Getting away without the kids was fabulous.  There was peace.  There was quiet.  I even read for fun, instead of all the non-fiction how-to parent stuff.  But after being home from our trip for about 15 minutes, I realized my life is consumed by constant, loud noise: Eliza singing her ABC’s on repeat; Zach screaming at the top of his lungs to get my attention, clenching his fists by his side like he just kicked the winning soccer goal in the European Cup; Eliza tapping on me in mid-conversation, saying, “Mommy, mommy, mommy, mommy – look at me!”; me asking her to give me a few minutes to talk to Omi (grandma); Zach crying because Eliza took away his car while singing her ABCs; Eliza switching to “Twinkle, Twinkle Little Star” because I asked her to sing something different (funny – different words, but same, darned tune).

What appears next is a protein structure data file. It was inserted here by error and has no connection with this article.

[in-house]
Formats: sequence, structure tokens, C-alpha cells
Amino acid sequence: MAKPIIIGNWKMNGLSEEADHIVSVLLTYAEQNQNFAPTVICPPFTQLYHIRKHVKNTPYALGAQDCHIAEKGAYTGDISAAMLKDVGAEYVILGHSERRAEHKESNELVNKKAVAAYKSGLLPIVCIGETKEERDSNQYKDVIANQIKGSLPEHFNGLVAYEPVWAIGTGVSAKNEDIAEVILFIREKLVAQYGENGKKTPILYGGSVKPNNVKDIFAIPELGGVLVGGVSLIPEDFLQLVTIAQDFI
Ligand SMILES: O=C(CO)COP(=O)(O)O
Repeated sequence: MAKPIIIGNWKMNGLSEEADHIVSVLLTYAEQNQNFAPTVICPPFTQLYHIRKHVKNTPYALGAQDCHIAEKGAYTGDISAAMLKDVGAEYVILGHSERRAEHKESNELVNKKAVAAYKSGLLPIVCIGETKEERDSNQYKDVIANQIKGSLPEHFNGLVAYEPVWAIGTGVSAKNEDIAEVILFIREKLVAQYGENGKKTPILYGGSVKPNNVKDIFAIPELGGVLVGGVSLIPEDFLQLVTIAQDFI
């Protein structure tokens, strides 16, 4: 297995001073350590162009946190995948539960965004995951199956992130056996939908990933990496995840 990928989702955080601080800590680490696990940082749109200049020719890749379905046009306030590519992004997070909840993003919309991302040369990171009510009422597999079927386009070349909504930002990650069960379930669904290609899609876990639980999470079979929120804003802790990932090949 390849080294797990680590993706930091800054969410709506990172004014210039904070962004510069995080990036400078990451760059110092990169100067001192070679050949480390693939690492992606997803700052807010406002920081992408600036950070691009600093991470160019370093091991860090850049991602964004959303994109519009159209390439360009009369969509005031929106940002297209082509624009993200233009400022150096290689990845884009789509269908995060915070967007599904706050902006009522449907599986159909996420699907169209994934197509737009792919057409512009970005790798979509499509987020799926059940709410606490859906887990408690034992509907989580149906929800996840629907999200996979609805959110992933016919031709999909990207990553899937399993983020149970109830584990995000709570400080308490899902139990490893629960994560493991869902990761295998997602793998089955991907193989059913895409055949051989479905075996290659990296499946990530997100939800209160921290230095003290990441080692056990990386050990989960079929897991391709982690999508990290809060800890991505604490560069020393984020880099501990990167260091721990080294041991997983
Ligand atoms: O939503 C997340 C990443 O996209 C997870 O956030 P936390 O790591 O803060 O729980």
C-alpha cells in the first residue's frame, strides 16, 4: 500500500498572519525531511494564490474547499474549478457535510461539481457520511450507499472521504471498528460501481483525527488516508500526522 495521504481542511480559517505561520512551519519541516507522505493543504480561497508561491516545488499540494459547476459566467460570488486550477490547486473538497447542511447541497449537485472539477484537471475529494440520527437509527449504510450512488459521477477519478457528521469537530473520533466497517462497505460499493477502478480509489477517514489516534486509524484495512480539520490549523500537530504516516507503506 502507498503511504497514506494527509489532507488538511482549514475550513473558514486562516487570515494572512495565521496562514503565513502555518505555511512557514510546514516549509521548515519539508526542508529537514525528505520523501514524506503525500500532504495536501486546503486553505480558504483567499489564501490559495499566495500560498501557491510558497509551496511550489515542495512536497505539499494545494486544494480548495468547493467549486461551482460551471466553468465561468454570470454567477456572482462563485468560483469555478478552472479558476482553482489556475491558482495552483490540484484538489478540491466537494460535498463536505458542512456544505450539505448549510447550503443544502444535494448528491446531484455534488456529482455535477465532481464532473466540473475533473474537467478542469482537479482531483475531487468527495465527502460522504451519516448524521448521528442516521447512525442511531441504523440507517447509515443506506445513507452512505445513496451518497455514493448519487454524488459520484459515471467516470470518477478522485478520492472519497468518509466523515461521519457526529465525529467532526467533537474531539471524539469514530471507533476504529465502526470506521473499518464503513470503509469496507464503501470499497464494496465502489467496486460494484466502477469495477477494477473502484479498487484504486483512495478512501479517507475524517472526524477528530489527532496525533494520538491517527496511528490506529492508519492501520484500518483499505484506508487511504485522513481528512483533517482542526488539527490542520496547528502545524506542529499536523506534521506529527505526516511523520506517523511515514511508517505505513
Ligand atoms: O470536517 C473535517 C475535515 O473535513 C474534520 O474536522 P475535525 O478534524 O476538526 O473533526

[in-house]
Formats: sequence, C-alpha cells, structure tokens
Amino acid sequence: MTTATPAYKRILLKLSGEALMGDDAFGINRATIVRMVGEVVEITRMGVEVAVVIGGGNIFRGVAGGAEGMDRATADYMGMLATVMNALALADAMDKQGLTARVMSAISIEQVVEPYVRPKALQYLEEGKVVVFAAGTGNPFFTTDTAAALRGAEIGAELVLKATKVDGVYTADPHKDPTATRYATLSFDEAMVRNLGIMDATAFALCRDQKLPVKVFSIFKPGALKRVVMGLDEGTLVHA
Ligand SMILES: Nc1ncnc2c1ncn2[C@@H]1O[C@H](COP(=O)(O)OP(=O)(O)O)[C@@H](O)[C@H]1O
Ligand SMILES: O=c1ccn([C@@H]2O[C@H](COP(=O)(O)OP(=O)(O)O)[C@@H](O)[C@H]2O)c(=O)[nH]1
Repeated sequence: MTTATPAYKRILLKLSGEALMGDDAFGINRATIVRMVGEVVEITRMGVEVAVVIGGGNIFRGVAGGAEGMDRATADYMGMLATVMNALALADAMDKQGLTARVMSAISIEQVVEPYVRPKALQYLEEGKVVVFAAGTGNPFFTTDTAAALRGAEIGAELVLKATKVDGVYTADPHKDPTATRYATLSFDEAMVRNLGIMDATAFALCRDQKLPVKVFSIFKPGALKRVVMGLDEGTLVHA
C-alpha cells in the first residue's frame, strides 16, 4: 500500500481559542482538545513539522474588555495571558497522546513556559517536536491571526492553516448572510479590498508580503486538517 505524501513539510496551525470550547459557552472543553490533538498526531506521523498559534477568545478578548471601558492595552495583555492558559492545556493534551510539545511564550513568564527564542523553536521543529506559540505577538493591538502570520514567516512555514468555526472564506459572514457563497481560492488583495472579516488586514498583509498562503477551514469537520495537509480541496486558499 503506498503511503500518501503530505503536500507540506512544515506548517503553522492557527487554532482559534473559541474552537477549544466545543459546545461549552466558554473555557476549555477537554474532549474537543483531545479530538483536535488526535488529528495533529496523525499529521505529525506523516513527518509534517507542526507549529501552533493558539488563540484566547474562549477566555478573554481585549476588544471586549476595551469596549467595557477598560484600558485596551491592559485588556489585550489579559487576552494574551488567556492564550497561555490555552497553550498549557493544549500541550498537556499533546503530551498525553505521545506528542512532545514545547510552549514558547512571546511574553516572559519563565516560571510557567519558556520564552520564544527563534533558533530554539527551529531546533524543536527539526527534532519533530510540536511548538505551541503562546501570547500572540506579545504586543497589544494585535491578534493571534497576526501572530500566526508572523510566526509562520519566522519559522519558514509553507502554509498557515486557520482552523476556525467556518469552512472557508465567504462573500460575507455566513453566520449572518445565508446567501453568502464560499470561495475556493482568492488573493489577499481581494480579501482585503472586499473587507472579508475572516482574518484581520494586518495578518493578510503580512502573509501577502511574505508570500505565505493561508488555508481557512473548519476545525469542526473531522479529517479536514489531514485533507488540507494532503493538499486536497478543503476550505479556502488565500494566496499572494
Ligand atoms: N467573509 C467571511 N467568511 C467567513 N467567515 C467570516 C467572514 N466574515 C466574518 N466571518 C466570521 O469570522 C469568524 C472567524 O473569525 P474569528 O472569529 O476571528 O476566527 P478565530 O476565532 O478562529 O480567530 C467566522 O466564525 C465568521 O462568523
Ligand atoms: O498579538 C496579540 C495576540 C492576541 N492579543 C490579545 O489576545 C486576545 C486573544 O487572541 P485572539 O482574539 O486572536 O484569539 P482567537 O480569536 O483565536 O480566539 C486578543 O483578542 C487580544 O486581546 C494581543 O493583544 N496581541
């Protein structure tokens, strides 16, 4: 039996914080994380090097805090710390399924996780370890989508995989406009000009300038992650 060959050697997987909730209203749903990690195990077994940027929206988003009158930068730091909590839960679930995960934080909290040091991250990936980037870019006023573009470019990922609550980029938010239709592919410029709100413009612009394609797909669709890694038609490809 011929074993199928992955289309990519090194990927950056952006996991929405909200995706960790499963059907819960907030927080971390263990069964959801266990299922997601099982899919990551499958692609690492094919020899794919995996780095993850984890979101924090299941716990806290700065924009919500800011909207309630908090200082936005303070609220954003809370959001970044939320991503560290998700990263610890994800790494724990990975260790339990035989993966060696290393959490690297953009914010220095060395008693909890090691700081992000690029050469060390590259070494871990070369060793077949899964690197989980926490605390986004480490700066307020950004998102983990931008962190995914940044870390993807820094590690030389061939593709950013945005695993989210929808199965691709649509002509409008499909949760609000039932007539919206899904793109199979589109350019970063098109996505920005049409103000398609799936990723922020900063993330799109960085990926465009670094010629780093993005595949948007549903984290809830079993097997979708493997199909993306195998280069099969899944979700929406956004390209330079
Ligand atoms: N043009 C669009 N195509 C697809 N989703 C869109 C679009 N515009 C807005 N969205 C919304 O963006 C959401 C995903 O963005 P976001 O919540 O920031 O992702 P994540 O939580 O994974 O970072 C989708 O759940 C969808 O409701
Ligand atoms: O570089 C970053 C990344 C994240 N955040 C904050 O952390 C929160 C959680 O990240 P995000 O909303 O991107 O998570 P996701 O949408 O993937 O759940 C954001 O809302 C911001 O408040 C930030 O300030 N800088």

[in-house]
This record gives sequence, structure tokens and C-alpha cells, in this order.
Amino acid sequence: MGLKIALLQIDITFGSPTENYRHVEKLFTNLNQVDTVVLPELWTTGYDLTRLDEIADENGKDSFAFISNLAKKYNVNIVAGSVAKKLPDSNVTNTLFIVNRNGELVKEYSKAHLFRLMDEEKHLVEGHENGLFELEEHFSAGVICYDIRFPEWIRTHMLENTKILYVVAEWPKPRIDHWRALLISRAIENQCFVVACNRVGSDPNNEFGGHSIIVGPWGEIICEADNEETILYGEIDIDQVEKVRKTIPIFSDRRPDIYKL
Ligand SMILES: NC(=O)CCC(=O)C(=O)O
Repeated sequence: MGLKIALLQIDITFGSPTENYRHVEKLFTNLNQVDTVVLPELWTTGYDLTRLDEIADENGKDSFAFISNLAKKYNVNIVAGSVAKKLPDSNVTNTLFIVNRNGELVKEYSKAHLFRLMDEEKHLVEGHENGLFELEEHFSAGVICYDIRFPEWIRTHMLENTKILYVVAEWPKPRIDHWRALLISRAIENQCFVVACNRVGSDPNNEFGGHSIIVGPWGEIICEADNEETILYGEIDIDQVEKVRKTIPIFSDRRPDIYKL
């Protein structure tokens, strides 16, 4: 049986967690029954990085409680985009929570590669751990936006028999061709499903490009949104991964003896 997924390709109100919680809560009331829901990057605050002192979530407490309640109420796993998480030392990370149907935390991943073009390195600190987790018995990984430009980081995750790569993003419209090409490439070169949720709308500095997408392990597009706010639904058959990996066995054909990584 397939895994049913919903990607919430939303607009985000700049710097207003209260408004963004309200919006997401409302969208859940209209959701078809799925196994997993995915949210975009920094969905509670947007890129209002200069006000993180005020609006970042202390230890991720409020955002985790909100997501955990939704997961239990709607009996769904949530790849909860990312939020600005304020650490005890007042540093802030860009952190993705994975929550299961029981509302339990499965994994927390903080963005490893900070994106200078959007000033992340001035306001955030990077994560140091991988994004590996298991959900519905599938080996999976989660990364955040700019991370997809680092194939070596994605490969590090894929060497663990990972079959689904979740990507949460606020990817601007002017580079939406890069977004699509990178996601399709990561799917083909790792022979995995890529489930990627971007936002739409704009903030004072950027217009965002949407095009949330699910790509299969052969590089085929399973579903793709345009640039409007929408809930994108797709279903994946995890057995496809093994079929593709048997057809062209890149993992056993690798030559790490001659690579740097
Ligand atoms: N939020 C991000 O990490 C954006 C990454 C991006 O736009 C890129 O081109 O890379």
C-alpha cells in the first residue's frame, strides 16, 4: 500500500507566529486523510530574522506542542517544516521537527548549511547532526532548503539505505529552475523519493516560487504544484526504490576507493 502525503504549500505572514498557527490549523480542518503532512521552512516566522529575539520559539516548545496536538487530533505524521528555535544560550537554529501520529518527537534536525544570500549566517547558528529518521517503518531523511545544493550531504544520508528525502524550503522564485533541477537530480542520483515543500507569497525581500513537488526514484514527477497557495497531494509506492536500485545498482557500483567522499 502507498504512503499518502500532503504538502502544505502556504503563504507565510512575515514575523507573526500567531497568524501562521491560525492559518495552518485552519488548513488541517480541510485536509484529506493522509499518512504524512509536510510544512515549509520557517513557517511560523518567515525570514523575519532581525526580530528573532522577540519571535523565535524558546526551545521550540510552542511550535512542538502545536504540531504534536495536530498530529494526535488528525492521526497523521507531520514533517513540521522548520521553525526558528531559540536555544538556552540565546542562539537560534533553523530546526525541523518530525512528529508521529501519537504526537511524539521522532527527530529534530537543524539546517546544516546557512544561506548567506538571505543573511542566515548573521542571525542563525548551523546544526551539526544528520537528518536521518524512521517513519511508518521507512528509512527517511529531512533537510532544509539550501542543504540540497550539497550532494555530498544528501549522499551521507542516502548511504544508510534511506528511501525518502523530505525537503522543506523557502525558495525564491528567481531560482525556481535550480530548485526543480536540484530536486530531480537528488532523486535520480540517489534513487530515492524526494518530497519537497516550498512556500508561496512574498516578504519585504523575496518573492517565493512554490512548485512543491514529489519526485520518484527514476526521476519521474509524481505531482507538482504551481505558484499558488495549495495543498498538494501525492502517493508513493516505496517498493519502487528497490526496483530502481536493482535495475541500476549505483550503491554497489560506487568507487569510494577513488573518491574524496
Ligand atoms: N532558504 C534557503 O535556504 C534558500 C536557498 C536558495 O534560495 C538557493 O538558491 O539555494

Unless they are sleeping, there is always noise.  And if there isn’t any noise while they’re awake, then there is trouble.  You can’t win.

The contrast is stark between the quiet of an adult-filled lake house and the ear-damaging loudness of my kid-filled house.  It was amazing to realize just how much ambiance I hear on a daily basis.  But there was something else.  I also realized the kids were tired and more used to getting what they wanted when they wanted it.  There were more whining demands and tantrums.  It has been tough adjusting.